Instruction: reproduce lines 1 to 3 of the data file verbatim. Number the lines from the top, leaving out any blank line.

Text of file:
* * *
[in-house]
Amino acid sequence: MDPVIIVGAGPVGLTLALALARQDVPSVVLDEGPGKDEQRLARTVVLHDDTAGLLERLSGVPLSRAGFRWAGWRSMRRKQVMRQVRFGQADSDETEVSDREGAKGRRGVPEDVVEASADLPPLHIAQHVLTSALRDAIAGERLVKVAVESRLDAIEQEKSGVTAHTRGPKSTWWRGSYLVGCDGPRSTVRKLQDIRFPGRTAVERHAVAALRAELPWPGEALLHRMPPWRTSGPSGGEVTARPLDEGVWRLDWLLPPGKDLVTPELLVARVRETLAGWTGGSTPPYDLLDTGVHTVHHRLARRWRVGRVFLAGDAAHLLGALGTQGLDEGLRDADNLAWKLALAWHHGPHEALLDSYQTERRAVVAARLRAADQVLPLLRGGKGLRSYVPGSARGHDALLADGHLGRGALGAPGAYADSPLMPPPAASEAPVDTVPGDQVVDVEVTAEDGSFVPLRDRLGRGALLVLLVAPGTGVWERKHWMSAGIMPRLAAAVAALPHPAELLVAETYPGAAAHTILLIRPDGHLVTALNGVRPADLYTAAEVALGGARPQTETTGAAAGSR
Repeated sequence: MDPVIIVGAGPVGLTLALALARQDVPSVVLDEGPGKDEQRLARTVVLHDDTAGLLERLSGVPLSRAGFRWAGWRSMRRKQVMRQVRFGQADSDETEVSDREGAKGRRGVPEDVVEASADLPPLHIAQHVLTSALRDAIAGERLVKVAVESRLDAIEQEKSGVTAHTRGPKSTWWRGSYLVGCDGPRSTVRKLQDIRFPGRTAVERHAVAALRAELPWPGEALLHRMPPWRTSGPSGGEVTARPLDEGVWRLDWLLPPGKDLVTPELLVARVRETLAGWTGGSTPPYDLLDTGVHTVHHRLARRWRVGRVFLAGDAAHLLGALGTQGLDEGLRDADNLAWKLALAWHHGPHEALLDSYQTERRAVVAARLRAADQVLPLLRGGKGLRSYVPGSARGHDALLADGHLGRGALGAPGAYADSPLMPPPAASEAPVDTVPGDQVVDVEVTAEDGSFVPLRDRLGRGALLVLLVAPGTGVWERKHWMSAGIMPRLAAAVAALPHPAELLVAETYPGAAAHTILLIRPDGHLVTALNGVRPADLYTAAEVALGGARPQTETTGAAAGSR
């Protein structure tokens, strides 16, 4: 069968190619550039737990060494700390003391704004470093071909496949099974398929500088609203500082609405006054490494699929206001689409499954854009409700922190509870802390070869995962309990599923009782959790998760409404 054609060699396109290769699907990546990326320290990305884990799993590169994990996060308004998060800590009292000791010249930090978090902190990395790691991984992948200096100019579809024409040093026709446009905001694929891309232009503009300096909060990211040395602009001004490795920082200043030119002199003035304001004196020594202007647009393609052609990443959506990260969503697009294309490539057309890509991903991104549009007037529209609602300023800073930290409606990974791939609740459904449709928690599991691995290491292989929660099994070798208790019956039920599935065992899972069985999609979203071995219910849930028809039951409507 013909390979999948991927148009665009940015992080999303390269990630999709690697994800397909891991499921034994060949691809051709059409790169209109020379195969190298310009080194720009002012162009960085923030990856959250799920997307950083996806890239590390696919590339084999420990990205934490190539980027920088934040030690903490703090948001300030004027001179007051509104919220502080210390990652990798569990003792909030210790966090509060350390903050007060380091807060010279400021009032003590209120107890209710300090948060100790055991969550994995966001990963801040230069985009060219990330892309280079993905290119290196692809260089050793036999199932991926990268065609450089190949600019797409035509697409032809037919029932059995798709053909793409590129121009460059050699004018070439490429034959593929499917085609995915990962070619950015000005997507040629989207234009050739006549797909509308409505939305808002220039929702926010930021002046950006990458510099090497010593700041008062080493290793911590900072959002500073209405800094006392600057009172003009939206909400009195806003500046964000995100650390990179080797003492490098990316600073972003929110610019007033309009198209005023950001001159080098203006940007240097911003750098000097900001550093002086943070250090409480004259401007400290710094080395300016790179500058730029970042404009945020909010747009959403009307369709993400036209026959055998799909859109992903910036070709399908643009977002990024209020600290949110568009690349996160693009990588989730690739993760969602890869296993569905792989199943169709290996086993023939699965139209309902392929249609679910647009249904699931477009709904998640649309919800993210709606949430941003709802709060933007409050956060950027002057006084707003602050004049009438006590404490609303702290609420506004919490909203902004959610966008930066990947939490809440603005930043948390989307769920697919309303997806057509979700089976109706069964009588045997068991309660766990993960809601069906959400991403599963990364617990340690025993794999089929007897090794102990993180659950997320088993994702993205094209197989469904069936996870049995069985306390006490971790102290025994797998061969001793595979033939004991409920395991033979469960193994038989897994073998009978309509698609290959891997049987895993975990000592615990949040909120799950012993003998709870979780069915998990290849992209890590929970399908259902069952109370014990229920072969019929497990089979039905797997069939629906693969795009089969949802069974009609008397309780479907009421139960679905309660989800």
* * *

[in-house]
Amino acid sequence: MDPVIIVGAGPVGLTLALALARQDVPSVVLDEGPGKDEQRLARTVVLHDDTAGLLERLSGVPLSRAGFRWAGWRSMRRKQVMRQVRFGQADSDETEVSDREGAKGRRGVPEDVVEASADLPPLHIAQHVLTSALRDAIAGERLVKVAVESRLDAIEQEKSGVTAHTRGPKSTWWRGSYLVGCDGPRSTVRKLQDIRFPGRTAVERHAVAALRAELPWPGEALLHRMPPWRTSGPSGGEVTARPLDEGVWRLDWLLPPGKDLVTPELLVARVRETLAGWTGGSTPPYDLLDTGVHTVHHRLARRWRVGRVFLAGDAAHLLGALGTQGLDEGLRDADNLAWKLALAWHHGPHEALLDSYQTERRAVVAARLRAADQVLPLLRGGKGLRSYVPGSARGHDALLADGHLGRGALGAPGAYADSPLMPPPAASEAPVDTVPGDQVVDVEVTAEDGSFVPLRDRLGRGALLVLLVAPGTGVWERKHWMSAGIMPRLAAAVAALPHPAELLVAETYPGAAAHTILLIRPDGHLVTALNGVRPADLYTAAEVALGGARPQTETTGAAAGSR
Repeated sequence: MDPVIIVGAGPVGLTLALALARQDVPSVVLDEGPGKDEQRLARTVVLHDDTAGLLERLSGVPLSRAGFRWAGWRSMRRKQVMRQVRFGQADSDETEVSDREGAKGRRGVPEDVVEASADLPPLHIAQHVLTSALRDAIAGERLVKVAVESRLDAIEQEKSGVTAHTRGPKSTWWRGSYLVGCDGPRSTVRKLQDIRFPGRTAVERHAVAALRAELPWPGEALLHRMPPWRTSGPSGGEVTARPLDEGVWRLDWLLPPGKDLVTPELLVARVRETLAGWTGGSTPPYDLLDTGVHTVHHRLARRWRVGRVFLAGDAAHLLGALGTQGLDEGLRDADNLAWKLALAWHHGPHEALLDSYQTERRAVVAARLRAADQVLPLLRGGKGLRSYVPGSARGHDALLADGHLGRGALGAPGAYADSPLMPPPAASEAPVDTVPGDQVVDVEVTAEDGSFVPLRDRLGRGALLVLLVAPGTGVWERKHWMSAGIMPRLAAAVAALPHPAELLVAETYPGAAAHTILLIRPDGHLVTALNGVRPADLYTAAEVALGGARPQTETTGAAAGSR